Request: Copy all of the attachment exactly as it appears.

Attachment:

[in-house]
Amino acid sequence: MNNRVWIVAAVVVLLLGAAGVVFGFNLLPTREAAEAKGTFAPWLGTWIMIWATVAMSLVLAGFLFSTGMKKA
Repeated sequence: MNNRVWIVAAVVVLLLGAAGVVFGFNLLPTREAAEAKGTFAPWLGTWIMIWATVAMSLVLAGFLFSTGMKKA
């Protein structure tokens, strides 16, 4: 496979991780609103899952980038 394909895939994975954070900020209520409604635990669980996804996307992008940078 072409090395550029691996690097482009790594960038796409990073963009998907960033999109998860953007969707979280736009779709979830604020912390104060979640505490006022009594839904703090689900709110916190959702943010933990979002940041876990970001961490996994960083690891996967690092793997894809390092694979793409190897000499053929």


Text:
[in-house]
Amino acid sequence: MNNRVWIVAAVVVLLLGAAGVVFGFNLLPTREAAEAKGTFAPWLGTWIMIWATVAMSLVLAGFLFSTGMKKA
Repeated sequence: MNNRVWIVAAVVVLLLGAAGVVFGFNLLPTREAAEAKGTFAPWLGTWIMIWATVAMSLVLAGFLFSTGMKKA
């Protein structure tokens, strides 16, 4: 496979991780609103899952980038 394909895939994975954070900020209520409604635990669980996804996307992008940078 072409090395550029691996690097482009790594960038796409990073963009998907960033999109998860953007969707979280736009779709979830604020912390104060979640505490006022009594839904703090689900709110916190959702943010933990979002940041876990970001961490996994960083690891996967690092793997894809390092694979793409190897000499053929």